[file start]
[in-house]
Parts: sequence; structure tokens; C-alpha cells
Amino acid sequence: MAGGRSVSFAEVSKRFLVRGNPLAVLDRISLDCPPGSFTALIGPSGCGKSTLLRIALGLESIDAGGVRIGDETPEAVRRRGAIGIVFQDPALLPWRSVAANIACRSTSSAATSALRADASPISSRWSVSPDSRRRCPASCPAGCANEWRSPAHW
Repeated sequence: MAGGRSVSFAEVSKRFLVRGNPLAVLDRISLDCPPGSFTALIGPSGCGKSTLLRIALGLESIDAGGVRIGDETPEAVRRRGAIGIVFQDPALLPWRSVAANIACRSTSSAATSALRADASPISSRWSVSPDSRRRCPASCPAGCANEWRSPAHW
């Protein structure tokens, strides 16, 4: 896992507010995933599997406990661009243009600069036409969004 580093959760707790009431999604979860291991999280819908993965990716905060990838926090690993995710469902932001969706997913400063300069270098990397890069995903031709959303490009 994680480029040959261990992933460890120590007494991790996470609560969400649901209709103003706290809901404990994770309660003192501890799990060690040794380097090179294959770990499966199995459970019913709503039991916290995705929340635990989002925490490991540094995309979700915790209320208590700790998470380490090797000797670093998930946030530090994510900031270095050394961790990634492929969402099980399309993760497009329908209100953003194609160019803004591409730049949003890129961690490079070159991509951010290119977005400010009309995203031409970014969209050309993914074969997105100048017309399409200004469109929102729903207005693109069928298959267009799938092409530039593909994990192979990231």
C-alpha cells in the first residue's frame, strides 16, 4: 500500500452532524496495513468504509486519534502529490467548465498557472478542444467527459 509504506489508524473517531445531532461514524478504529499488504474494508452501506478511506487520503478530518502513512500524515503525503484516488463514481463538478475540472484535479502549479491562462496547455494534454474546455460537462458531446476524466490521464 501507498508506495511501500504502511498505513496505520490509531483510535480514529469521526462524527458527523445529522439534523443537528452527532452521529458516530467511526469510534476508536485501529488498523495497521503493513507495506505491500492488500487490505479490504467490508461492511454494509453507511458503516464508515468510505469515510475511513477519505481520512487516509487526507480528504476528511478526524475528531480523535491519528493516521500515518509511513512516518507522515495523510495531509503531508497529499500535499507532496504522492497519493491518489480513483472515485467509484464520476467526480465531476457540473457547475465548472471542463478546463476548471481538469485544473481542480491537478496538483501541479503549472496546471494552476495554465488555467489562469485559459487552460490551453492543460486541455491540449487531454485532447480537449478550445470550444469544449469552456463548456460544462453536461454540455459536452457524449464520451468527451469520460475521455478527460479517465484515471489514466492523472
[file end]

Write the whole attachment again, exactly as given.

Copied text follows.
[in-house]
Parts: sequence; structure tokens; C-alpha cells
Amino acid sequence: MAGGRSVSFAEVSKRFLVRGNPLAVLDRISLDCPPGSFTALIGPSGCGKSTLLRIALGLESIDAGGVRIGDETPEAVRRRGAIGIVFQDPALLPWRSVAANIACRSTSSAATSALRADASPISSRWSVSPDSRRRCPASCPAGCANEWRSPAHW
Repeated sequence: MAGGRSVSFAEVSKRFLVRGNPLAVLDRISLDCPPGSFTALIGPSGCGKSTLLRIALGLESIDAGGVRIGDETPEAVRRRGAIGIVFQDPALLPWRSVAANIACRSTSSAATSALRADASPISSRWSVSPDSRRRCPASCPAGCANEWRSPAHW
């Protein structure tokens, strides 16, 4: 896992507010995933599997406990661009243009600069036409969004 580093959760707790009431999604979860291991999280819908993965990716905060990838926090690993995710469902932001969706997913400063300069270098990397890069995903031709959303490009 994680480029040959261990992933460890120590007494991790996470609560969400649901209709103003706290809901404990994770309660003192501890799990060690040794380097090179294959770990499966199995459970019913709503039991916290995705929340635990989002925490490991540094995309979700915790209320208590700790998470380490090797000797670093998930946030530090994510900031270095050394961790990634492929969402099980399309993760497009329908209100953003194609160019803004591409730049949003890129961690490079070159991509951010290119977005400010009309995203031409970014969209050309993914074969997105100048017309399409200004469109929102729903207005693109069928298959267009799938092409530039593909994990192979990231």
C-alpha cells in the first residue's frame, strides 16, 4: 500500500452532524496495513468504509486519534502529490467548465498557472478542444467527459 509504506489508524473517531445531532461514524478504529499488504474494508452501506478511506487520503478530518502513512500524515503525503484516488463514481463538478475540472484535479502549479491562462496547455494534454474546455460537462458531446476524466490521464 501507498508506495511501500504502511498505513496505520490509531483510535480514529469521526462524527458527523445529522439534523443537528452527532452521529458516530467511526469510534476508536485501529488498523495497521503493513507495506505491500492488500487490505479490504467490508461492511454494509453507511458503516464508515468510505469515510475511513477519505481520512487516509487526507480528504476528511478526524475528531480523535491519528493516521500515518509511513512516518507522515495523510495531509503531508497529499500535499507532496504522492497519493491518489480513483472515485467509484464520476467526480465531476457540473457547475465548472471542463478546463476548471481538469485544473481542480491537478496538483501541479503549472496546471494552476495554465488555467489562469485559459487552460490551453492543460486541455491540449487531454485532447480537449478550445470550444469544449469552456463548456460544462453536461454540455459536452457524449464520451468527451469520460475521455478527460479517465484515471489514466492523472